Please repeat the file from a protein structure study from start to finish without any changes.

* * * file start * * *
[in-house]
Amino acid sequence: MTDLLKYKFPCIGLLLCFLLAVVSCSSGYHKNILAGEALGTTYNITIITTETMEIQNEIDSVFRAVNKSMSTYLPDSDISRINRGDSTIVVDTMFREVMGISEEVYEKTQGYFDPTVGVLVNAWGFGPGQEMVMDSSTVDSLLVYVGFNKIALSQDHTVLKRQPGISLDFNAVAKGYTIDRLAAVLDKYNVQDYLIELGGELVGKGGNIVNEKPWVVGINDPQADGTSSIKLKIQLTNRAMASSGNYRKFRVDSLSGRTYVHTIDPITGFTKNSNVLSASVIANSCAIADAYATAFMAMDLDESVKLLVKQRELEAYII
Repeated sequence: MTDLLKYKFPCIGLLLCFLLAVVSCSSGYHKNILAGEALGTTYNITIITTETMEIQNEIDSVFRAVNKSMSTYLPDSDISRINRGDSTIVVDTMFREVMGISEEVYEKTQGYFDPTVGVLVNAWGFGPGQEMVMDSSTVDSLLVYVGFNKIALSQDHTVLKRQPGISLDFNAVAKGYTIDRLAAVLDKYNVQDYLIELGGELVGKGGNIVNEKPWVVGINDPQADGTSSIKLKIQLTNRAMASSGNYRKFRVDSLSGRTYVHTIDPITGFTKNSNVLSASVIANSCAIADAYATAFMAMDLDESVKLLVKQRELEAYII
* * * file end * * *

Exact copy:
[in-house]
Amino acid sequence: MTDLLKYKFPCIGLLLCFLLAVVSCSSGYHKNILAGEALGTTYNITIITTETMEIQNEIDSVFRAVNKSMSTYLPDSDISRINRGDSTIVVDTMFREVMGISEEVYEKTQGYFDPTVGVLVNAWGFGPGQEMVMDSSTVDSLLVYVGFNKIALSQDHTVLKRQPGISLDFNAVAKGYTIDRLAAVLDKYNVQDYLIELGGELVGKGGNIVNEKPWVVGINDPQADGTSSIKLKIQLTNRAMASSGNYRKFRVDSLSGRTYVHTIDPITGFTKNSNVLSASVIANSCAIADAYATAFMAMDLDESVKLLVKQRELEAYII
Repeated sequence: MTDLLKYKFPCIGLLLCFLLAVVSCSSGYHKNILAGEALGTTYNITIITTETMEIQNEIDSVFRAVNKSMSTYLPDSDISRINRGDSTIVVDTMFREVMGISEEVYEKTQGYFDPTVGVLVNAWGFGPGQEMVMDSSTVDSLLVYVGFNKIALSQDHTVLKRQPGISLDFNAVAKGYTIDRLAAVLDKYNVQDYLIELGGELVGKGGNIVNEKPWVVGINDPQADGTSSIKLKIQLTNRAMASSGNYRKFRVDSLSGRTYVHTIDPITGFTKNSNVLSASVIANSCAIADAYATAFMAMDLDESVKLLVKQRELEAYII